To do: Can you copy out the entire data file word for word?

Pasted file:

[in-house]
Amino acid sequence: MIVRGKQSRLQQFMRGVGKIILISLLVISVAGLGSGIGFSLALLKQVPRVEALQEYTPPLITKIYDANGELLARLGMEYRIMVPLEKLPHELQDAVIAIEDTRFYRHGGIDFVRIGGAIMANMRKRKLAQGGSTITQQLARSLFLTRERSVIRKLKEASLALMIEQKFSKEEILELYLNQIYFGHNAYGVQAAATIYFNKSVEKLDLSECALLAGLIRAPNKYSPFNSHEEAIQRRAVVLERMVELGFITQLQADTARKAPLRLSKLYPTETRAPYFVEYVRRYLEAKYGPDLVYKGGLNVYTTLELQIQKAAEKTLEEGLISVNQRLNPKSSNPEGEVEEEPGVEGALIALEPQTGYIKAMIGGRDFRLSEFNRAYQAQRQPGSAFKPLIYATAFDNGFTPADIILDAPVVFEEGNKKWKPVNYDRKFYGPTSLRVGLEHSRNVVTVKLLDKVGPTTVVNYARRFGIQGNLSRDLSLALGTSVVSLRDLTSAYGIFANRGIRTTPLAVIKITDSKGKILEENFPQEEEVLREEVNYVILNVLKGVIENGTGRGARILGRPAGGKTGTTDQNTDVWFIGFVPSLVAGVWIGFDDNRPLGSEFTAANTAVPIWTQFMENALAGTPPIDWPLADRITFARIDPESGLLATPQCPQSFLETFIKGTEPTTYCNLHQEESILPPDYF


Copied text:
[in-house]
Amino acid sequence: MIVRGKQSRLQQFMRGVGKIILISLLVISVAGLGSGIGFSLALLKQVPRVEALQEYTPPLITKIYDANGELLARLGMEYRIMVPLEKLPHELQDAVIAIEDTRFYRHGGIDFVRIGGAIMANMRKRKLAQGGSTITQQLARSLFLTRERSVIRKLKEASLALMIEQKFSKEEILELYLNQIYFGHNAYGVQAAATIYFNKSVEKLDLSECALLAGLIRAPNKYSPFNSHEEAIQRRAVVLERMVELGFITQLQADTARKAPLRLSKLYPTETRAPYFVEYVRRYLEAKYGPDLVYKGGLNVYTTLELQIQKAAEKTLEEGLISVNQRLNPKSSNPEGEVEEEPGVEGALIALEPQTGYIKAMIGGRDFRLSEFNRAYQAQRQPGSAFKPLIYATAFDNGFTPADIILDAPVVFEEGNKKWKPVNYDRKFYGPTSLRVGLEHSRNVVTVKLLDKVGPTTVVNYARRFGIQGNLSRDLSLALGTSVVSLRDLTSAYGIFANRGIRTTPLAVIKITDSKGKILEENFPQEEEVLREEVNYVILNVLKGVIENGTGRGARILGRPAGGKTGTTDQNTDVWFIGFVPSLVAGVWIGFDDNRPLGSEFTAANTAVPIWTQFMENALAGTPPIDWPLADRITFARIDPESGLLATPQCPQSFLETFIKGTEPTTYCNLHQEESILPPDYF